Photo of Paul Walker as Skip in the movie "Pleasantville."
On Saturday, actor Paul Walker was killed in car accident. He was the passenger in a car that crashed into a tree. Both he and the driver are dead. Both leave behind family, friends and both are being mourned. Paul Walker was forty years old.
At first, his death was questioned as a hoax. There are many sites online publishing fake celebrity deaths every day, and unfortunately this often leads to disbelief when anyone famous dies. Unfortunately, the news was real. And as the information spread, so did the hate.
Yes, hate. Liberals, people I know, were posting the most horrific jokes about the death of Paul Walker. Walker starred in the "Fast and the Furious" franchise, and almost immediately, comparisons were being made between those movies and the car accident that took two lives. From what I read, it seemed to be a bunch of "humorists" who attacked anyone disagreeing with them by using shame. For example, how can you care about one famous person dying when you don't care about kids dying in Africa, he was a C-list celebrity so who cares, I hate it when people get all worked up about some movie star dying but don't care about their next door neighbor.
You know who those liberals sounded like? Conservatives. Remember when Whitney Houston died? Conservatives wrote and said the most awful things about her drug habit, her daughter, her music, her life. They screamed when Chris Christie lowered the flags in New Jersey to half staff. They called her a crack whore, stated the world was better off without her, called her ghetto, you name it. They made fun of her death, ignoring the people she left behind who were devastated and grieving. Truly nasty comments were everywhere, and when someone dared to question the lack of empathy behind all the hate, we were told many of the same things liberals are saying in response to being questioned about their response to the death of Paul Walker.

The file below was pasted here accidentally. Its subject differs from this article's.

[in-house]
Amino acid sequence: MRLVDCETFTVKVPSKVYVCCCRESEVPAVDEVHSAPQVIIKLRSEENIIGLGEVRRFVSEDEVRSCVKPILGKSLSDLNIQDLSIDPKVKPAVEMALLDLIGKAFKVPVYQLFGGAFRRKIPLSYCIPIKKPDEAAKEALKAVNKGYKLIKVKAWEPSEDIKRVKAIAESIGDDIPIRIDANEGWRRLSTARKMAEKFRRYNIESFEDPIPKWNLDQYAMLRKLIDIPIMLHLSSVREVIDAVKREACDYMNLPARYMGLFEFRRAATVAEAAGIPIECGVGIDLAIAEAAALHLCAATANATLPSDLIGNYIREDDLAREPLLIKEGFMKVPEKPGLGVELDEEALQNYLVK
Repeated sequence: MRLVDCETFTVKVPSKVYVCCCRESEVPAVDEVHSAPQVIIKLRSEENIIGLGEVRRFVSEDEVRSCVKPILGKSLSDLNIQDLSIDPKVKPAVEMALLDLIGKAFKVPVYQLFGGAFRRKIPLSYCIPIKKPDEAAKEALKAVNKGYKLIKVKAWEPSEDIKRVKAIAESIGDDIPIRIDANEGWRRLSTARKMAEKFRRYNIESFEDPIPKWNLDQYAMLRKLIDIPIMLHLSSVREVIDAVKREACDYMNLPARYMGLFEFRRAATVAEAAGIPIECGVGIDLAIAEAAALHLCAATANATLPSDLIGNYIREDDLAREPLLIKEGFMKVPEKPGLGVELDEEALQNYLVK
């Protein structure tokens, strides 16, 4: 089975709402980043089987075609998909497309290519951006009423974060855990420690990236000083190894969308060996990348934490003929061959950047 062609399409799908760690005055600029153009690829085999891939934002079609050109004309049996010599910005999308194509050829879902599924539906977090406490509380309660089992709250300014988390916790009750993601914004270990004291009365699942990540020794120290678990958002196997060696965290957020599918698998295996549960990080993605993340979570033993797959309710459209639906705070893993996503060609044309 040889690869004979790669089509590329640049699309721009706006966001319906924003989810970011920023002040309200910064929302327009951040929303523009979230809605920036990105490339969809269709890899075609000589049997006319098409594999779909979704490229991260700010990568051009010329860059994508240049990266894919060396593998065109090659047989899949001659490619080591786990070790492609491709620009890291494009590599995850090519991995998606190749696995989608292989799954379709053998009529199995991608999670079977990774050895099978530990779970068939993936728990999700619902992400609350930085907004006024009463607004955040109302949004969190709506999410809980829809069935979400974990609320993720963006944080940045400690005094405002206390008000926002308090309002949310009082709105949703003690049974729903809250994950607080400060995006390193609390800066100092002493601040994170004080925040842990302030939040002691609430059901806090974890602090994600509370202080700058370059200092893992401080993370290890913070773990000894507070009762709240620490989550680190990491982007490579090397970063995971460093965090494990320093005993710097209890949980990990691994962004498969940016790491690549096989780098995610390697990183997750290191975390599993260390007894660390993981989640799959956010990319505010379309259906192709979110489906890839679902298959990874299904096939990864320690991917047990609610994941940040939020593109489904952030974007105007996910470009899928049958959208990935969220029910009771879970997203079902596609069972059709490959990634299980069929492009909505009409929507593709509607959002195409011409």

It is possible to say "Man, this is awful, he was so young" while at the same time, giving money to Heifer International or Doctors Without Borders. I don't know anyone who only cares when a celebrity dies. In fact, most of the people in my life care whenever anyone dies too young. When Andrew Breitbart died, I took a lot of heat because I felt badly for his family. I was supposed to (I was told in many different ways) hate him, rejoice in his death and have no feelings of sorrow for anyone related to him. You know, like conservatives did when Ted Kennedy died.
Paul Walker was part of the cast of "Pleasantville," a pretty good movie about what happens when you let light and color into a black and white world. We live in a black and white world, and when one of us strays from the monochromatic script written by mysterious people on their high horses, we get in trouble. I refuse to live in that world. Paul Walker was a good actor, and a young man who was taken in a very tragic way too soon. The driver of the car is being mourned today as well, even though we don't know his or her name. Funerals are being planned, family members are walking around in shock, as family members always do when a loved one dies suddenly. And yet, we have people in our social media circles who think this is funny, and chastise anyone who dares to take a moment and say "This is really a shame."
It is a shame, in more ways than one. It's a shame that Paul Walker and the driver of that car are dead. It's a shame that speed may have played a part in the accident, meaning that it might have been avoided. It's a shame that a few liberals (and perhaps conservatives; I haven't checked their side of social media recently) feel it's perfectly okay to minimize and make fun of the death of another human being simply because he was famous.
It is my sincere hope that the families of those two people never have to see the things being posted about that accident. Paul Walker's daughter does not need to view a bunch of self-important narcissists making fun of the death of her father. No one does.
Update: Mother Jones has a fantastic piece on Paul Walker's charity work.
Update #2: When I wrote this, the driver of the car had not been identified. Since publishing, his name has been released. He was Roger Rodas. Click this link to find out more about him, including his charity work and work in Central America with green energy.